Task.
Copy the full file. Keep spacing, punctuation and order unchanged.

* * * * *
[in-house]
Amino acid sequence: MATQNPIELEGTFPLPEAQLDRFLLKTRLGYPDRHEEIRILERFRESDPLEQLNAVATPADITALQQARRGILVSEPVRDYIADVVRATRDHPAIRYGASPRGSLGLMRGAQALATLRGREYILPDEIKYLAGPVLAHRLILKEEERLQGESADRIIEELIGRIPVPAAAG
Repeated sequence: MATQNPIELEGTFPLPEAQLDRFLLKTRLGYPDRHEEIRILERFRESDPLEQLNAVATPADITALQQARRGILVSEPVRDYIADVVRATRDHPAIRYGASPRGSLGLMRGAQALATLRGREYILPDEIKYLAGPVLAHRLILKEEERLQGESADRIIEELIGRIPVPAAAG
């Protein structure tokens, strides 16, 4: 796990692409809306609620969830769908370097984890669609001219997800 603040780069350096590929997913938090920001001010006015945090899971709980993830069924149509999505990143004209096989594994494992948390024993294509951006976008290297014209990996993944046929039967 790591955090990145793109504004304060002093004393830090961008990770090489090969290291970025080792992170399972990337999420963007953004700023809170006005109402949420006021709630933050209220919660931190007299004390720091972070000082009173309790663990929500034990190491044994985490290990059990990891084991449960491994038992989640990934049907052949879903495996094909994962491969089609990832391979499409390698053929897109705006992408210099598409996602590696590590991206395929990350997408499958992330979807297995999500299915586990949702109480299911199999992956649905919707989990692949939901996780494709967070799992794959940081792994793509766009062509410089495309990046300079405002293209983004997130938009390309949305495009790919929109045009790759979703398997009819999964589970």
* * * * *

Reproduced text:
[in-house]
Amino acid sequence: MATQNPIELEGTFPLPEAQLDRFLLKTRLGYPDRHEEIRILERFRESDPLEQLNAVATPADITALQQARRGILVSEPVRDYIADVVRATRDHPAIRYGASPRGSLGLMRGAQALATLRGREYILPDEIKYLAGPVLAHRLILKEEERLQGESADRIIEELIGRIPVPAAAG
Repeated sequence: MATQNPIELEGTFPLPEAQLDRFLLKTRLGYPDRHEEIRILERFRESDPLEQLNAVATPADITALQQARRGILVSEPVRDYIADVVRATRDHPAIRYGASPRGSLGLMRGAQALATLRGREYILPDEIKYLAGPVLAHRLILKEEERLQGESADRIIEELIGRIPVPAAAG
């Protein structure tokens, strides 16, 4: 796990692409809306609620969830769908370097984890669609001219997800 603040780069350096590929997913938090920001001010006015945090899971709980993830069924149509999505990143004209096989594994494992948390024993294509951006976008290297014209990996993944046929039967 790591955090990145793109504004304060002093004393830090961008990770090489090969290291970025080792992170399972990337999420963007953004700023809170006005109402949420006021709630933050209220919660931190007299004390720091972070000082009173309790663990929500034990190491044994985490290990059990990891084991449960491994038992989640990934049907052949879903495996094909994962491969089609990832391979499409390698053929897109705006992408210099598409996602590696590590991206395929990350997408499958992330979807297995999500299915586990949702109480299911199999992956649905919707989990692949939901996780494709967070799992794959940081792994793509766009062509410089495309990046300079405002293209983004997130938009390309949305495009790919929109045009790759979703398997009819999964589970």